Much of what Rick Warren has been talking about may have special appeal to these centrists, particularly in the evangelical community, but more broadly in other religious communities in the United States. This agenda brings religious values to bear on present-day problems. Whatever one may think about the cosmic spiritual questions of salvation and eternal life, AIDS remains a very serious problem in many parts of the world. Likewise, people have become acutely aware of poverty, and the issue of the environment is in the news every day. The expanded agenda of Warren and other evangelical leaders speaks directly to these present-day problems.
With 22,000 members, Saddleback Church clearly qualifies as a megachurch, defined by the Pew Forum and others as a congregation with more than 2,000 members. What does survey research tell us about megachurches and their members?
Saddleback Church might be more appropriately called a “mega-megachurch” because it is one of the very largest congregations in the United States and, in that sense, differs a bit from other megachurches. But overall, megachurches are an important phenomenon.
A 2005 Hartford Seminary study found that there were more than 1,200 Protestant congregations with a weekly attendance of 2,000 or more in the United States. The study also found that the number of these large congregations had nearly doubled since 2000. The study found that, like much of American religion, megachurches are quite diverse, correcting many myths that have developed about these churches. For example, most megachurches are part of a denomination, with nondenominational megachurches being a minority of these large congregations, and some megachurches are found outside the evangelical Protestant tradition.
The Pew Forum’s U.S. Religious Landscape Survey provides some information on the members of evangelical megachurches* as a whole, revealing that the members differ from other evangelicals and the public overall in some important ways:
Education and Affluence. In demographic terms, evangelical megachurch members are better educated than other evangelicals, with 36% having college or postgraduate degrees, compared with 18% of other evangelicals and 27% of the entire adult population. They are also more affluent, with 45% having a family income of more than $75,000 a year, compared with 23% of other evangelicals and 31% of the entire population.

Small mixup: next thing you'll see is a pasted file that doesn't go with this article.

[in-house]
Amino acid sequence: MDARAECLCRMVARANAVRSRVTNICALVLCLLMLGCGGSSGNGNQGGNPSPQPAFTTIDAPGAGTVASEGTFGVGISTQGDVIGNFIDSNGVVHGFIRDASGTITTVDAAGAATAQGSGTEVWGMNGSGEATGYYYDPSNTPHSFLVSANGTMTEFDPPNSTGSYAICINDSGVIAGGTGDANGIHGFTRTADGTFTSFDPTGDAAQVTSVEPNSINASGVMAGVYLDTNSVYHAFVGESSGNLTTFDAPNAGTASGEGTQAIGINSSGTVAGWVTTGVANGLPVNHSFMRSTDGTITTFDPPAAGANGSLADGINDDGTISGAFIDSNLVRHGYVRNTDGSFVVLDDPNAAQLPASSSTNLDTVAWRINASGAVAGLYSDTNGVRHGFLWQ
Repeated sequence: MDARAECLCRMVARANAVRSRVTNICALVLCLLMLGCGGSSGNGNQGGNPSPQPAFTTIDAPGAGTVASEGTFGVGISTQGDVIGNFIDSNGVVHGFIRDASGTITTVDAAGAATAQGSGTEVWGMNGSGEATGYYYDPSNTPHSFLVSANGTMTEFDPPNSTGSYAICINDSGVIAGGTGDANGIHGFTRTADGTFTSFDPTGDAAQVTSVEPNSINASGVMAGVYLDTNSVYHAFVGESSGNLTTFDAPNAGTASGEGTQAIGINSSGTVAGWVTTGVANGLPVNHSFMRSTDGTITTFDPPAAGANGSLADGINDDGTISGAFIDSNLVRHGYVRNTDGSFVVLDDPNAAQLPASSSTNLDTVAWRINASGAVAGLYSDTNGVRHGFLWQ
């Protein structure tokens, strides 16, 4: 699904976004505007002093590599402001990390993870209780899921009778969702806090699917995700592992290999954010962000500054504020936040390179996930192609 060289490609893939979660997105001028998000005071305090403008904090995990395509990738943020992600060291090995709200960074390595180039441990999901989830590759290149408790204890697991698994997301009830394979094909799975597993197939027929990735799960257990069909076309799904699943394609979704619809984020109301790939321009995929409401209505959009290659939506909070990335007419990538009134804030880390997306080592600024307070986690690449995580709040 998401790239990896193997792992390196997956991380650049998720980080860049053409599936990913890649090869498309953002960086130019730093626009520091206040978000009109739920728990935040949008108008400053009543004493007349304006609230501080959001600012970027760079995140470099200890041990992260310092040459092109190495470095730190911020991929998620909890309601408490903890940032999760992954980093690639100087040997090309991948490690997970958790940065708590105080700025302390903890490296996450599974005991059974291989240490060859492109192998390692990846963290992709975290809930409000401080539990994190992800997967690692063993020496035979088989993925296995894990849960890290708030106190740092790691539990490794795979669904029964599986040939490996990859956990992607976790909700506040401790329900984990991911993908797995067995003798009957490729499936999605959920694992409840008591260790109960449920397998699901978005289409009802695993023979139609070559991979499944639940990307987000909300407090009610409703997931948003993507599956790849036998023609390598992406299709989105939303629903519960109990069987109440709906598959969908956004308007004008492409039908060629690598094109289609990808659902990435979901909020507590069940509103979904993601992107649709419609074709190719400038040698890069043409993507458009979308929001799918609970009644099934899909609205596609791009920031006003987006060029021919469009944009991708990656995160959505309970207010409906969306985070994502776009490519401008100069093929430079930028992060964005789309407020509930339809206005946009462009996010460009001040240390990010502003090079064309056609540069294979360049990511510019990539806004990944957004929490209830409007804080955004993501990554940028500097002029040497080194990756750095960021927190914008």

Party Identification and Political Ideology. In terms of politics, evangelical megachurch members are more likely to be Republican than Democratic (49% to 18%) and conservative than liberal (59% to 9%). In this regard, they are more Republican and conservative than other evangelicals (37% Republican, 52% conservative) and the public as a whole (26% Republican, 37% conservative).
Abortion and the Environment. Evangelical megachurch members are generally in favor of restricting abortion (68% think abortion should be illegal in most or all cases, compared with 61% of other evangelicals and 43% of the public at large). A large majority also say stricter environmental regulations are worth the cost (58%), much like other evangelicals (54%) and the public overall (61%). And although a majority also favor increased government assistance to the poor (52%), it is at a lower level than other evangelicals (57%) and the adult population overall (62%).
Political Engagement. Evangelical megachurch members also stand out in that a large majority report paying attention to public affairs “most of the time” (61%, compared with 51% of other evangelicals and 52% of the public overall). Furthermore, 37% of evangelical megachurch members say that their religious beliefs are the most important source of information for their political thinking (compared with 28% of other evangelicals and 14% of the overall public).
* “Members of evangelical megachurches” are defined as people who are members of evangelical Protestant denominations, who attend church at least a few times a year and who say that more than 2,000 people belong to the church they attend most often. “Other evangelicals” are defined as people who are members of evangelical denominations and who belong to churches with fewer members, and people who are members of evangelical denominations and who seldom or never attend weekly services. See survey topline for exact question wording.
This transcript has been edited for clarity, spelling and grammar.